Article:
Sanitatation Thinnings and Harvests

Q: What is a Sanitation Thinning?

The Silvicultural definition of a Sanitation Thinning is: 

The removal of non-dominant trees, trees affected by pests or disease and trees with defects such as forked profiles and bent trunks. The process helps to avoid soil erosion on the forest floor and reduce competition between the remaining trees. 

In commercial forestry, sanitation thinning’s are required to ensure the strongest trees continue to grow healthily, thereby yielding the highest value at harvest.


Q: What happens if a sanitation thinning is recommended and not undertaken?

If the carrying capacity of a plot of trees is near maximum (meaning the canopy is closing) and the trees are not thinned, their growth rate could be hindered, which could negatively affect any yields at harvest.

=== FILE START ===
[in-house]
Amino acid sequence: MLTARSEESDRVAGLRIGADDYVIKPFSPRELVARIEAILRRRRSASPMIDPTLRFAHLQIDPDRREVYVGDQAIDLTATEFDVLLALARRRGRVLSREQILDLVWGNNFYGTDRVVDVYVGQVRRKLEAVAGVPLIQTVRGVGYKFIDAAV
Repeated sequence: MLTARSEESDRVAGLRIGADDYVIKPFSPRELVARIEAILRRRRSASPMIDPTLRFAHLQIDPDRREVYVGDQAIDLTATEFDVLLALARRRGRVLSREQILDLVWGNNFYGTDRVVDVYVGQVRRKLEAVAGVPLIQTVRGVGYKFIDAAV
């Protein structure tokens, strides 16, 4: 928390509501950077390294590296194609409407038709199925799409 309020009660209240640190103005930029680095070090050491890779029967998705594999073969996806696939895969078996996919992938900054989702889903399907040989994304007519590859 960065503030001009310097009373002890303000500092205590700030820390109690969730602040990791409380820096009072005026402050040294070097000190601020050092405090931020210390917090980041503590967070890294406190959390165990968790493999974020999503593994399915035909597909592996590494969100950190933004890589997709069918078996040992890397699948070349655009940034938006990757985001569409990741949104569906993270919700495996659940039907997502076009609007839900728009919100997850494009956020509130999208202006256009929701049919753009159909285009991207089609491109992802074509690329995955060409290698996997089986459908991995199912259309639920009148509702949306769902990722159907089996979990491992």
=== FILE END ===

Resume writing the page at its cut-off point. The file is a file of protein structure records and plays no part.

High humidity is created within the interior of the trees (due to lack of light) creating the ideal condition for the production of harmful fungi and bacteria, which could mean damage and loss of trees from diseases. If light does not enter, vegetation will not grow on the ground causing soil erosion leading to nutrient loss and the exposure of shallow roots.

In summary, the combined affects listed above create an unhealthy environment for trees thereby affecting their future value negatively.


Q: If trees are removed during a sanitation thinning, do they have any value?

This will depend on the amount of trees removed, their quality and size. If trees being removed do have a value, our forestry engineer’s will report this to a tree owner prior to any work commencing. Only when the tree owner authorises this work will the sanitation thinning commence and any return gained from the sale of the tees will be forwarded to the tree owner.


Q: What is a Harvest?

A harvest is the felling of trees, which are sold for commercial gain. We provide two types of harvest; 

1: The essential removal of trees to allow the strongest trees to continue growing. This is often referred to as a thinning harvest.

2: The final harvest where all of the remaining trees are harvested.